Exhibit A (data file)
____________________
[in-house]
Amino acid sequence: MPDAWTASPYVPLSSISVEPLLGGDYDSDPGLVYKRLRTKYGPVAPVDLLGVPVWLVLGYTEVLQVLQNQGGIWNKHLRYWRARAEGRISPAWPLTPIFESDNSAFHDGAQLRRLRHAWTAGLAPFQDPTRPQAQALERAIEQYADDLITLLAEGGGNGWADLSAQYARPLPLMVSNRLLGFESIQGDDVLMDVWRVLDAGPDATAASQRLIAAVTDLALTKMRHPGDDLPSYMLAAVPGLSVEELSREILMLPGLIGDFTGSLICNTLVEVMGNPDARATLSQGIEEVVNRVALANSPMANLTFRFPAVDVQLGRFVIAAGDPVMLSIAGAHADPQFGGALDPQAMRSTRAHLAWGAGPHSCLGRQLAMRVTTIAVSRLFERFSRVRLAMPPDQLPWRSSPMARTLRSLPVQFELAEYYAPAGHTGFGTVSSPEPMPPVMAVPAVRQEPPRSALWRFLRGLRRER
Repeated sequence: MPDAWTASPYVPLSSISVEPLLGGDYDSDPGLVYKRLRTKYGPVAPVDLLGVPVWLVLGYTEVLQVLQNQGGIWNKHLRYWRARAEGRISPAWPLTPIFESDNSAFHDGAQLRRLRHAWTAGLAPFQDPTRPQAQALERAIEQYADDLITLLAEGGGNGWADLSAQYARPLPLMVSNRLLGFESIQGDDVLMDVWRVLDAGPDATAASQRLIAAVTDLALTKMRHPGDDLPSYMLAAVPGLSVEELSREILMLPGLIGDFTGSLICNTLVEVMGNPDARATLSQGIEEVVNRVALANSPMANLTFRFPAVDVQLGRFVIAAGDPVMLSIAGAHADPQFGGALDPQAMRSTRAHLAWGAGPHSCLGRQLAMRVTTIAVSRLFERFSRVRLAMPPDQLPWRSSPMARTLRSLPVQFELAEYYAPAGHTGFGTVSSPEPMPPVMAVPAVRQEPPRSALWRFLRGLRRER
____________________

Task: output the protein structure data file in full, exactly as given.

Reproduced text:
[in-house]
Amino acid sequence: MPDAWTASPYVPLSSISVEPLLGGDYDSDPGLVYKRLRTKYGPVAPVDLLGVPVWLVLGYTEVLQVLQNQGGIWNKHLRYWRARAEGRISPAWPLTPIFESDNSAFHDGAQLRRLRHAWTAGLAPFQDPTRPQAQALERAIEQYADDLITLLAEGGGNGWADLSAQYARPLPLMVSNRLLGFESIQGDDVLMDVWRVLDAGPDATAASQRLIAAVTDLALTKMRHPGDDLPSYMLAAVPGLSVEELSREILMLPGLIGDFTGSLICNTLVEVMGNPDARATLSQGIEEVVNRVALANSPMANLTFRFPAVDVQLGRFVIAAGDPVMLSIAGAHADPQFGGALDPQAMRSTRAHLAWGAGPHSCLGRQLAMRVTTIAVSRLFERFSRVRLAMPPDQLPWRSSPMARTLRSLPVQFELAEYYAPAGHTGFGTVSSPEPMPPVMAVPAVRQEPPRSALWRFLRGLRRER
Repeated sequence: MPDAWTASPYVPLSSISVEPLLGGDYDSDPGLVYKRLRTKYGPVAPVDLLGVPVWLVLGYTEVLQVLQNQGGIWNKHLRYWRARAEGRISPAWPLTPIFESDNSAFHDGAQLRRLRHAWTAGLAPFQDPTRPQAQALERAIEQYADDLITLLAEGGGNGWADLSAQYARPLPLMVSNRLLGFESIQGDDVLMDVWRVLDAGPDATAASQRLIAAVTDLALTKMRHPGDDLPSYMLAAVPGLSVEELSREILMLPGLIGDFTGSLICNTLVEVMGNPDARATLSQGIEEVVNRVALANSPMANLTFRFPAVDVQLGRFVIAAGDPVMLSIAGAHADPQFGGALDPQAMRSTRAHLAWGAGPHSCLGRQLAMRVTTIAVSRLFERFSRVRLAMPPDQLPWRSSPMARTLRSLPVQFELAEYYAPAGHTGFGTVSSPEPMPPVMAVPAVRQEPPRSALWRFLRGLRRER